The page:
Singapore’s ‘shophouses’ are catching the eye of the rich, with some forking out tens of millions

Row of shophouses in Singapore’s Katong area.

Olivier Chouchana | Gamma-rapho | Getty Images

SINGAPORE — The ornate, colorful “shophouses” that line the streets in some old neighborhoods of Singapore are not what immediately comes to mind when people think of the city-state.

In a country where land is scarce and public housing can cost more than a million, these two- or three-story shophouses can cost tens of millions. But investors are still snapping them up.

Shophouses are colonial-era buildings — with some built as early as the 1840s — that are under a government conservation program.

From Jack Ma’s wife to Hong Kong superstar Jackie Chan, as well as Spanish tycoon Ricardo Portabella Peralta, the rich and famous are reportedly among the buyers of Singapore’s shophouses.

Renowned Bridgewater founder Ray Dalio was also recently identified as a buyer of two shophouses along Singapore’s Club Street. CNBC could not independently verify this.

The sales volume of shophouses in the first quarter of the year surged 52.2% from the previous quarter to $169.1 million Singapore dollars ($125 million), a report by property consultancy Knight Frank showed. It cited interest from high-net-worth individuals as a key driver of growth.

This is one of Singapore’s finite gems, you have only 6,000-odd units. Whatever that’s conserved can never be recreated.

Sebestian Soh

Meir Collective

The priciest commercial shophouses along the streets of Telok Ayer, Boat Quay and Stanley Street can cost over S$5,000 ($3,700) per square foot, said Knight Frank’s executive director of capital markets, Mary Sai. That’s double that of Manhattan’s Upper Fifth Avenue, the world’s most expensive retail rental destination.

One of the biggest shophouse deals last year amounted to S$80 million for six adjoining conservation shophouses which was bought by a Chinese investor. 

The allure of shophouses

There have always been pockets of interest in these shophouses as an alternative asset class or collector’s item, but particularly so in recent years, real estate experts told CNBC. 

“This is one of Singapore’s finite gems, you have only 6,000-odd units. Whatever that’s conserved can never be recreated,” said Sebestian Soh, chief placemaker at real estate and investment firm Meir Collective.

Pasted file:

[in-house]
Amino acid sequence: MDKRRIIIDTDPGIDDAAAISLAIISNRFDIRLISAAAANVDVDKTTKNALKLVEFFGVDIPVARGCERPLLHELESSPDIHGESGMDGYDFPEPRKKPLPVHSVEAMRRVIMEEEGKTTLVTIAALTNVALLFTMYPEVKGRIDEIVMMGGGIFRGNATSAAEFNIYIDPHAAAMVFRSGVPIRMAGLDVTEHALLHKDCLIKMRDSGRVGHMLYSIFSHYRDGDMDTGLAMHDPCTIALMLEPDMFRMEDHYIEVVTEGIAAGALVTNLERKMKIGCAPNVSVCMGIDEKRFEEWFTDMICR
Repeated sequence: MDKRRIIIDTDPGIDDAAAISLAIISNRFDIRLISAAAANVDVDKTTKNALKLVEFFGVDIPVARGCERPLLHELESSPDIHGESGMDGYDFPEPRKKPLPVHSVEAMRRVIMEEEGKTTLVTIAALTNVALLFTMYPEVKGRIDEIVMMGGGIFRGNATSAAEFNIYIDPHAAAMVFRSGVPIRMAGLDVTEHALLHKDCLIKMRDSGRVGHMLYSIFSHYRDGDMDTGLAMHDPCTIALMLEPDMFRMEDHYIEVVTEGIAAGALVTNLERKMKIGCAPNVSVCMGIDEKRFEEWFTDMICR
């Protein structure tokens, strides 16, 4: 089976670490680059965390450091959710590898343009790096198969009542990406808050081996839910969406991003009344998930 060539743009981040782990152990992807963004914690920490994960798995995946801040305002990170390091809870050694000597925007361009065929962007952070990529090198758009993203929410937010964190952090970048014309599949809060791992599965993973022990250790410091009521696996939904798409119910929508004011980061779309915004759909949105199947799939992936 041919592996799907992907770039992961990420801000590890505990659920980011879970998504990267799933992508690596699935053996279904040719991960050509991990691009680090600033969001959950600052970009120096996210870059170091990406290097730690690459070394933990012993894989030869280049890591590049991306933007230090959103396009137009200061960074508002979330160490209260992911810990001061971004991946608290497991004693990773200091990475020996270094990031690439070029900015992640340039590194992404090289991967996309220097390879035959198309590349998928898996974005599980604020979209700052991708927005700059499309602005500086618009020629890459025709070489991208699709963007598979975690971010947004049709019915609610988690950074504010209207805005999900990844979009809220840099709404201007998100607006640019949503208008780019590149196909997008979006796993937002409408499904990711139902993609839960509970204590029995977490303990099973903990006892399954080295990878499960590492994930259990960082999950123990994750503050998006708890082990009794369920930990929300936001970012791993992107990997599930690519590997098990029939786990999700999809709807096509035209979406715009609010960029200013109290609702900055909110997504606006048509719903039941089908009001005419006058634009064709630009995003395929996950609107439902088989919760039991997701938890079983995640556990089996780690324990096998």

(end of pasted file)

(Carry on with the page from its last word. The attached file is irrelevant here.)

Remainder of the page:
There’s no technology that can fully replicate the intricate moldings and design elements, he said, adding that some investors hold on to them as collectors’ items.

Only the ultra-high-net worth can afford to buy shophouses nowadays.

Loyalle Chin

director, Propnex

Built between the 1840s to the 1960s during the colonial era, only around 6,500 of these shophouses are gazetted as conservation buildings. They can be used or leased for an array of uses — from food and beverage, boutique retail stores and family offices, among other flexible purposes, said Knight Frank’s Sai.

The appeal of commercial shophouses grew even more when the government rolled out a series of property cooling measures in April last year.

They included additional levies on locals purchasing second homes, and duties on foreigners looking to buy any residential property.

Shophouses, which are largely categorized as commercial, are exempted from these higher fees.

Colorful old shophouses in Cross Street, Chinatown.

Pictures From History | Universal Images Group | Getty Images

Currently, the largest proportion of these shophouses are being snapped up by wealthy local individuals or corporate entities vis-à-vis foreign investors, property experts told CNBC.  

“Only the ultra-high-net worth can afford to buy shophouses nowadays,” said Loyalle Chin, a director at Propnex with a specialty in shophouses. Ultra-high-net worth individuals are those with a net worth of at least $30 million.

“People are looking for a safe haven for wealth preservation,” said Chin, adding that these individuals are looking for safe real assets to put their money in besides other more common forms of asset classes.

“And one area that is very attractive in real assets, in Asia Pacific, is conservation assets,” he added.